The path of life and prosperity is to be found in loving God, obeying God, and clinging to him, said Moses. Is Moses advice an idea that has long outlived its usefulness? The events spoken of in this text from Deuteronomy (30:15-20) occurred about 3500 years ago. About 1400 years after that Jesus appears on the scene and he embraces these things fully. According to the Gospels, Jesus is the one Jew who fulfils completely their destiny to be God’s covenant partner. And Jesus lives Moses’ axiom to the full; Jesus loves completely the one he calls the Father, he obeys perfectly the will of God, and in his darkest hours when all others have abandoned him he clings completely to Father. Jesus chooses life and calls his followers to do the same. For every believer who has made this choice she has found its relevance as fresh for the present hour as it was for every generation that preceded us.

Choose life! This is how the Bible frames the nature of what is most profound for life. In our era happiness is often offered up as the prize. A news story at the beginning of January reported that social scientists, after 40 years of research, attribute happiness to three major sources: genes, events, and values. In ancient Greece, the Stoic philosophers, spoke about pursuing the good life and pretty much boiled this down to: Pursue virtue; do good to those around you; and avoid causing harm.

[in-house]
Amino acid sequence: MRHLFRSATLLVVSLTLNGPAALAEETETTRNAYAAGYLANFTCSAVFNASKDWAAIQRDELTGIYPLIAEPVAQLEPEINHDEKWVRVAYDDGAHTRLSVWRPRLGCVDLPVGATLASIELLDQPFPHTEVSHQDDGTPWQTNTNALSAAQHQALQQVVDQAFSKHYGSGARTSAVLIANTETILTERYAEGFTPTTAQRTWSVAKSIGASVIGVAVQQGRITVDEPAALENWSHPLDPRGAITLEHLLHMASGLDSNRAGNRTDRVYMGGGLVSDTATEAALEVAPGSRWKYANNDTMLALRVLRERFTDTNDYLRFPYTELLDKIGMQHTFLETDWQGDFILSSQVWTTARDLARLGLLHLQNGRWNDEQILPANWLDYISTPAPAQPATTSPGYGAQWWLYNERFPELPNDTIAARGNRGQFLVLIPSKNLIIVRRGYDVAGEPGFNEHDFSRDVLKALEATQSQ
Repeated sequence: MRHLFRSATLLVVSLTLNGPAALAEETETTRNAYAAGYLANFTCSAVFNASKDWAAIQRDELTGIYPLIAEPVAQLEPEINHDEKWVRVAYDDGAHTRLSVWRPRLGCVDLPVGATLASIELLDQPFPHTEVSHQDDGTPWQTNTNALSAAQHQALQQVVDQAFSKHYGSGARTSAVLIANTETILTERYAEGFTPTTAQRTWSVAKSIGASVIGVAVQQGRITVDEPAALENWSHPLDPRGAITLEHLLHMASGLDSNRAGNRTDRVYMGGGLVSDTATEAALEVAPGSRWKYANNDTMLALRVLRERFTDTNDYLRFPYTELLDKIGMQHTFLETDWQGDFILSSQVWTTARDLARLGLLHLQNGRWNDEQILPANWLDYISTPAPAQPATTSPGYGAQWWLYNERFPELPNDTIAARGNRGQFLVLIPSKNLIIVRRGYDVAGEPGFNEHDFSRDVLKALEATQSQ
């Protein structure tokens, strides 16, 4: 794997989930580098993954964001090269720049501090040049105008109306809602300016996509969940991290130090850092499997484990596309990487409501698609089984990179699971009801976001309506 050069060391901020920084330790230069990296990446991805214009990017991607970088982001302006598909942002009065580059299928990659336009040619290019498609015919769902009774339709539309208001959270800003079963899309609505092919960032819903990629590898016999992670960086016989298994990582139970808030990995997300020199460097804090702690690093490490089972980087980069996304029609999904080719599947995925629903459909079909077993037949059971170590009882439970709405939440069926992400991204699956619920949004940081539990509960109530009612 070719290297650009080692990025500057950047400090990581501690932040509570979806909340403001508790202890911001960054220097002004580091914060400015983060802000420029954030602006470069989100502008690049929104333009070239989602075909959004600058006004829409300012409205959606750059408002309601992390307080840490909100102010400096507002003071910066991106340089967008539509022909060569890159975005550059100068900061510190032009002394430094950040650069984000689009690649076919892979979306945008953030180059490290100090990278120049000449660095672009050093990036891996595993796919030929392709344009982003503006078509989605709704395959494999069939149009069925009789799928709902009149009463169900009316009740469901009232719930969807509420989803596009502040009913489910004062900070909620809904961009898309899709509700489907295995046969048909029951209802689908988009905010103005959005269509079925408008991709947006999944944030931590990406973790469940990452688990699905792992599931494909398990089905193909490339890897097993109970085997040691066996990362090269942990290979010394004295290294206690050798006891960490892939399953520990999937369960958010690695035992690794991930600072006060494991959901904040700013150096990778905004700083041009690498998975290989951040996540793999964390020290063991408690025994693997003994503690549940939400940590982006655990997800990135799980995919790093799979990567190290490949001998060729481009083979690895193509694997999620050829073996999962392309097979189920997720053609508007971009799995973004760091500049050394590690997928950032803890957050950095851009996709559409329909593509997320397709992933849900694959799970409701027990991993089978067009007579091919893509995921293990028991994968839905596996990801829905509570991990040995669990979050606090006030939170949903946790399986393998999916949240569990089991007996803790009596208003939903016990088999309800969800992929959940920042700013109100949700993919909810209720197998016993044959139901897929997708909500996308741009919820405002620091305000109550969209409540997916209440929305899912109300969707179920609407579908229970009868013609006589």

Pursuing happiness, living the good life, and choosing life on the surface seem different ways of talking of the same thing. However, the internal logic of each makes them quite different. I invite you to think with me about choosing life. You will note that choosing life is, at its core, about relationship with God. The logic is imbedded in the nature of our existence because God is the life giver. The Apostle John wrote of Jesus; “All things came into being through him, and without him not one thing came into being. What has come into being in him was life, and the life was the light of all people.” (John 1:3-4) Choosing life is fleshed-out in a trinity of imperatives—as Christians we would enumerate them this way—loving Jesus, obeying him, and holding fast to him.

1. First on loving Jesus (or God). Jesus called it the greatest commandment and it is found in this same book of Deuteronomy (6:5)—clearly Moses has it in mind as he calls Israel to choose life. “You shall love the Lord your God with all your heart, and with all your soul, and with all your mind.”

In our Western culture we are so deluged with the idea of love as romantic love that we almost think of love exclusively in these terms. So the idea of that command and love belong in the same sentence sounds counter-intuitive to us. And yet we find within ourselves that capacity to reserve some of our worst behaviour for the very one we say we love romantically the most! Apparently the romantic part of loving someone isn’t as compelling of consistency for our best behaviour as we sometimes think—thus we would do well to contemplate the place of command in all of this.